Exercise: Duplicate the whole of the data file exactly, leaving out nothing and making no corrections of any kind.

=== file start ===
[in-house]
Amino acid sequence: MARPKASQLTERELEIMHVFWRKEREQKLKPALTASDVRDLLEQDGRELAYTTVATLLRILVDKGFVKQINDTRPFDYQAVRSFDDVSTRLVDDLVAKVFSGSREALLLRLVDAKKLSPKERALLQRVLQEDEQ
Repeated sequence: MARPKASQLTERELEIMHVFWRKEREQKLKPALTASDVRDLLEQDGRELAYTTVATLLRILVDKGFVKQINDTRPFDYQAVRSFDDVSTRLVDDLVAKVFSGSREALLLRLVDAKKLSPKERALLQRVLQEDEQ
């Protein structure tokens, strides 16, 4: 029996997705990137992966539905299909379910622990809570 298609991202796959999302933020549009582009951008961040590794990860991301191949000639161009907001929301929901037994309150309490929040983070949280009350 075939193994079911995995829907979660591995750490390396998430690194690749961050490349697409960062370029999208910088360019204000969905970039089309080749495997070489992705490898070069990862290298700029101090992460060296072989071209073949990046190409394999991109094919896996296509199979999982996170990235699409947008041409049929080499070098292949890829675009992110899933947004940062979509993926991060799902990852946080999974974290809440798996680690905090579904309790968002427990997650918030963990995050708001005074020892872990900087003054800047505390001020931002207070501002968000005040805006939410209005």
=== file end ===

[in-house]
Amino acid sequence: MARPKASQLTERELEIMHVFWRKEREQKLKPALTASDVRDLLEQDGRELAYTTVATLLRILVDKGFVKQINDTRPFDYQAVRSFDDVSTRLVDDLVAKVFSGSREALLLRLVDAKKLSPKERALLQRVLQEDEQ
Repeated sequence: MARPKASQLTERELEIMHVFWRKEREQKLKPALTASDVRDLLEQDGRELAYTTVATLLRILVDKGFVKQINDTRPFDYQAVRSFDDVSTRLVDDLVAKVFSGSREALLLRLVDAKKLSPKERALLQRVLQEDEQ
């Protein structure tokens, strides 16, 4: 029996997705990137992966539905299909379910622990809570 298609991202796959999302933020549009582009951008961040590794990860991301191949000639161009907001929301929901037994309150309490929040983070949280009350 075939193994079911995995829907979660591995750490390396998430690194690749961050490349697409960062370029999208910088360019204000969905970039089309080749495997070489992705490898070069990862290298700029101090992460060296072989071209073949990046190409394999991109094919896996296509199979999982996170990235699409947008041409049929080499070098292949890829675009992110899933947004940062979509993926991060799902990852946080999974974290809440798996680690905090579904309790968002427990997650918030963990995050708001005074020892872990900087003054800047505390001020931002207070501002968000005040805006939410209005």